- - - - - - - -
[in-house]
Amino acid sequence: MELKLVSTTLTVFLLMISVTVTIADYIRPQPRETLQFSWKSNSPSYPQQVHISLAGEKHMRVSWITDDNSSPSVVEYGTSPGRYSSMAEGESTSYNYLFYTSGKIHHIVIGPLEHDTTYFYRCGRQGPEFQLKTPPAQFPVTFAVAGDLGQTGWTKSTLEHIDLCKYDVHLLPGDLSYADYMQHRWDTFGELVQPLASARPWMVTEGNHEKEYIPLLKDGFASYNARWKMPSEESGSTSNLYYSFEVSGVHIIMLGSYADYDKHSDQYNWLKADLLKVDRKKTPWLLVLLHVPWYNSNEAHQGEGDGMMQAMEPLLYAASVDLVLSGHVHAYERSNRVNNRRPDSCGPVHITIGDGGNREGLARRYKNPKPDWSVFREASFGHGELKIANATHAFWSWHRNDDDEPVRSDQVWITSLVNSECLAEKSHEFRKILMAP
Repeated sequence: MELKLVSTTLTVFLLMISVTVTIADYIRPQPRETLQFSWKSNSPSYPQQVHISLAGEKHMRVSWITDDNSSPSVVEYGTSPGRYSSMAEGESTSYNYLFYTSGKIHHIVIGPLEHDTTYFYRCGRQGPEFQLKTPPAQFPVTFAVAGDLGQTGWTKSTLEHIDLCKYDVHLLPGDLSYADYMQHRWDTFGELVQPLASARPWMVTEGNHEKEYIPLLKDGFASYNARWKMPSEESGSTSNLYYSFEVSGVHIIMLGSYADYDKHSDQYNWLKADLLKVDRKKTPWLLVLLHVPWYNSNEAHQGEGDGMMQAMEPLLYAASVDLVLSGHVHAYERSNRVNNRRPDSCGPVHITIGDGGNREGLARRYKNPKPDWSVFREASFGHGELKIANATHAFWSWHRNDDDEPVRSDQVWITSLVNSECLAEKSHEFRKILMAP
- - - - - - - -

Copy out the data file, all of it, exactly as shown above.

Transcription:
[in-house]
Amino acid sequence: MELKLVSTTLTVFLLMISVTVTIADYIRPQPRETLQFSWKSNSPSYPQQVHISLAGEKHMRVSWITDDNSSPSVVEYGTSPGRYSSMAEGESTSYNYLFYTSGKIHHIVIGPLEHDTTYFYRCGRQGPEFQLKTPPAQFPVTFAVAGDLGQTGWTKSTLEHIDLCKYDVHLLPGDLSYADYMQHRWDTFGELVQPLASARPWMVTEGNHEKEYIPLLKDGFASYNARWKMPSEESGSTSNLYYSFEVSGVHIIMLGSYADYDKHSDQYNWLKADLLKVDRKKTPWLLVLLHVPWYNSNEAHQGEGDGMMQAMEPLLYAASVDLVLSGHVHAYERSNRVNNRRPDSCGPVHITIGDGGNREGLARRYKNPKPDWSVFREASFGHGELKIANATHAFWSWHRNDDDEPVRSDQVWITSLVNSECLAEKSHEFRKILMAP
Repeated sequence: MELKLVSTTLTVFLLMISVTVTIADYIRPQPRETLQFSWKSNSPSYPQQVHISLAGEKHMRVSWITDDNSSPSVVEYGTSPGRYSSMAEGESTSYNYLFYTSGKIHHIVIGPLEHDTTYFYRCGRQGPEFQLKTPPAQFPVTFAVAGDLGQTGWTKSTLEHIDLCKYDVHLLPGDLSYADYMQHRWDTFGELVQPLASARPWMVTEGNHEKEYIPLLKDGFASYNARWKMPSEESGSTSNLYYSFEVSGVHIIMLGSYADYDKHSDQYNWLKADLLKVDRKKTPWLLVLLHVPWYNSNEAHQGEGDGMMQAMEPLLYAASVDLVLSGHVHAYERSNRVNNRRPDSCGPVHITIGDGGNREGLARRYKNPKPDWSVFREASFGHGELKIANATHAFWSWHRNDDDEPVRSDQVWITSLVNSECLAEKSHEFRKILMAP